Here, I have to comment on Time Master Druce’s justification of his deeds. He differentiates between “murder” and “execution” as an issue of authority. Firstly, no, it’s not, but secondly, you know what authority is? Having the bigger gun. And, oh, look, once Jacks repairs the shuttle and arrives in the Vanishing Point, he has the bigger gun than that little platoon does. 🙂
Kendra and Carter are missing in action, being Savage’s captives as he murders Rip’s family, but the rest of the Legends do fairly well. Sara, Cold, and Firestorm guard the entrance and steamroll over most the Time Masters’ troops. Those that get in still have Rip and Heatwave to contend with while Ray triggers the self-destruct, but, unfortunately, it’s a dead man’s switch. Someone needs to hold down a lever until the explosion goes off. Ray is willing to sacrifice his life to give everyone their destinies back, but Mick knocks him out and has Rip shrink and carry him. Then Cold knocks Mick out and has Sara (somehow… he’s much heavier than her, you know) carry him out.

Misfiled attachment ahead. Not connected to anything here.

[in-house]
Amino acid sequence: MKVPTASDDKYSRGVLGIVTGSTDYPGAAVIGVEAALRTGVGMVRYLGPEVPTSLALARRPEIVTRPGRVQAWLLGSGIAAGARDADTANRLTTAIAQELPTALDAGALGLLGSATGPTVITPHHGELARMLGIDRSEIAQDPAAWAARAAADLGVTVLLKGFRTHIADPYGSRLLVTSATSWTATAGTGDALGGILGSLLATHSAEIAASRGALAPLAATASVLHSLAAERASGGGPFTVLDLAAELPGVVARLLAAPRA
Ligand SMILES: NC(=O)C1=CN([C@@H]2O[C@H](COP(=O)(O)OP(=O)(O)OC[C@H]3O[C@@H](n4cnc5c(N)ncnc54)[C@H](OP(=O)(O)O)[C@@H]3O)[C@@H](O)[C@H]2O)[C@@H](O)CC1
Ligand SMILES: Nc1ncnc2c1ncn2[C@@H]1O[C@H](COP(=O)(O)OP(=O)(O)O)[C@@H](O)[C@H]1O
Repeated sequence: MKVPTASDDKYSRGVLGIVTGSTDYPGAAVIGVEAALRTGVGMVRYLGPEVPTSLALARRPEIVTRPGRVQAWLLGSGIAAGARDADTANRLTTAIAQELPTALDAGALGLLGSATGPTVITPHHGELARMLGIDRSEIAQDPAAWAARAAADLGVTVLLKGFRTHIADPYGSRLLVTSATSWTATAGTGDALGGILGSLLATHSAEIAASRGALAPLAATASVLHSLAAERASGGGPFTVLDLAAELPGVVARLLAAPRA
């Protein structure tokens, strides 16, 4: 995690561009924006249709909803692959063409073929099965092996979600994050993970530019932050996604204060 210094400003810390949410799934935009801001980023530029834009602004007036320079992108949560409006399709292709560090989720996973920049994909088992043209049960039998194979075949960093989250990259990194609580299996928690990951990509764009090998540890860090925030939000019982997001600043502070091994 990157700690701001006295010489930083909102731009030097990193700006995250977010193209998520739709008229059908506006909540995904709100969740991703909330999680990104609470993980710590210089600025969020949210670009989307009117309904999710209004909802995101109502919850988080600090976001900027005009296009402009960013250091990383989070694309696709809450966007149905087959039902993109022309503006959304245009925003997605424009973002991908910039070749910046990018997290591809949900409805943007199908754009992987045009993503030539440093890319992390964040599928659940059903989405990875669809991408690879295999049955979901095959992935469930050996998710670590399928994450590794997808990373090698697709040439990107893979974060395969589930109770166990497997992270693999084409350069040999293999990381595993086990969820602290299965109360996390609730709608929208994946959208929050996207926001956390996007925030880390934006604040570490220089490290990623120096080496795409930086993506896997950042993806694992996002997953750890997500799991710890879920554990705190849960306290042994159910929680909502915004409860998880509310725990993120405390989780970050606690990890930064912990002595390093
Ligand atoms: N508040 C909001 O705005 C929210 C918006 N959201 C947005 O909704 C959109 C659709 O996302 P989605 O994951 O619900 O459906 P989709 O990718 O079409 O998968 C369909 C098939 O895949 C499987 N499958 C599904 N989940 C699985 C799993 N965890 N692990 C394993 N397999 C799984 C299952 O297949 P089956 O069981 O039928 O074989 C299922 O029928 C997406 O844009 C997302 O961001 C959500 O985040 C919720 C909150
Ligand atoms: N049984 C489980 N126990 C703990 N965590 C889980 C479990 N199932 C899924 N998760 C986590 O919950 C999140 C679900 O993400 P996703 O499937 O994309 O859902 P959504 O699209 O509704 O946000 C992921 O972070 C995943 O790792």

On that note, this episode had things be personal, as usual, and entertaining. There was actually quite a bit of character development, and it even worked to Cold making his decision to stay and die, to cut the puppeteers’ strings on everyone, including himself. He dies free. And he even gets a kiss from Sara, which is not so bad a note to end on. Not the most preferable, of course, but also not the worst way to go.
Savage just barely finished murdering Rip’s family only to return and find that the Time Masters no longer have any support to offer. All of their most potent abilities have been neutralized with the Oculus. Too bad. So sad.